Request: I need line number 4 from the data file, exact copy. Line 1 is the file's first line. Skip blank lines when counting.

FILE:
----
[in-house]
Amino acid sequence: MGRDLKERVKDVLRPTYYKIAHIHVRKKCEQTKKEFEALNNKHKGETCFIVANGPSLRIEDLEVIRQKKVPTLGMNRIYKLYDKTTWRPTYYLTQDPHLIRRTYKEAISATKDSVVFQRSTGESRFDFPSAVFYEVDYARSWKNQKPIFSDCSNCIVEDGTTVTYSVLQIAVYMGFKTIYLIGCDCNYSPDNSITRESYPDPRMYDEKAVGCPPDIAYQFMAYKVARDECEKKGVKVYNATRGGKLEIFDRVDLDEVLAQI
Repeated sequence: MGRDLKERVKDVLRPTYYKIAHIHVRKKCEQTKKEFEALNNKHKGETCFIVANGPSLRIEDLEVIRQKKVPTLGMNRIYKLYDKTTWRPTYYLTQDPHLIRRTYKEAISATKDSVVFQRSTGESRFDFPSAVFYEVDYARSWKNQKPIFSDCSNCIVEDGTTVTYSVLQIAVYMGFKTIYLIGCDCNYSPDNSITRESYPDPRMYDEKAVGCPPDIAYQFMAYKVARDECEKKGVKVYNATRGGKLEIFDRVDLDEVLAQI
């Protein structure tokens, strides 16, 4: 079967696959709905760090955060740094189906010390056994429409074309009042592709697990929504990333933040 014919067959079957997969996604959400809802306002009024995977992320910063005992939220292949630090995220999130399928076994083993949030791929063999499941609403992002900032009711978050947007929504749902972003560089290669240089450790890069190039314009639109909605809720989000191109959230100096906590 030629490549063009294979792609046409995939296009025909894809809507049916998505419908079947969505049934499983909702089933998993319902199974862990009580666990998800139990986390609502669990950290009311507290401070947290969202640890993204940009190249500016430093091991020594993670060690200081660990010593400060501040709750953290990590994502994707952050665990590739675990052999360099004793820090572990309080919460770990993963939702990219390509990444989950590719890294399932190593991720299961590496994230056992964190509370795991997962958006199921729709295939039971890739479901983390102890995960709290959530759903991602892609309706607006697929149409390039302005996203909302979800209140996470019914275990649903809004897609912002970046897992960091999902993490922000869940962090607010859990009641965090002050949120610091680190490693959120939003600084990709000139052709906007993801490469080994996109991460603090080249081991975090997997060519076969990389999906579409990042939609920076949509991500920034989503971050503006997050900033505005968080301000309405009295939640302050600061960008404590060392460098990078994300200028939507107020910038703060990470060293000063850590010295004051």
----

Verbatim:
């Protein structure tokens, strides 16, 4: 079967696959709905760090955060740094189906010390056994429409074309009042592709697990929504990333933040 014919067959079957997969996604959400809802306002009024995977992320910063005992939220292949630090995220999130399928076994083993949030791929063999499941609403992002900032009711978050947007929504749902972003560089290669240089450790890069190039314009639109909605809720989000191109959230100096906590 030629490549063009294979792609046409995939296009025909894809809507049916998505419908079947969505049934499983909702089933998993319902199974862990009580666990998800139990986390609502669990950290009311507290401070947290969202640890993204940009190249500016430093091991020594993670060690200081660990010593400060501040709750953290990590994502994707952050665990590739675990052999360099004793820090572990309080919460770990993963939702990219390509990444989950590719890294399932190593991720299961590496994230056992964190509370795991997962958006199921729709295939039971890739479901983390102890995960709290959530759903991602892609309706607006697929149409390039302005996203909302979800209140996470019914275990649903809004897609912002970046897992960091999902993490922000869940962090607010859990009641965090002050949120610091680190490693959120939003600084990709000139052709906007993801490469080994996109991460603090080249081991975090997997060519076969990389999906579409990042939609920076949509991500920034989503971050503006997050900033505005968080301000309405009295939640302050600061960008404590060392460098990078994300200028939507107020910038703060990470060293000063850590010295004051």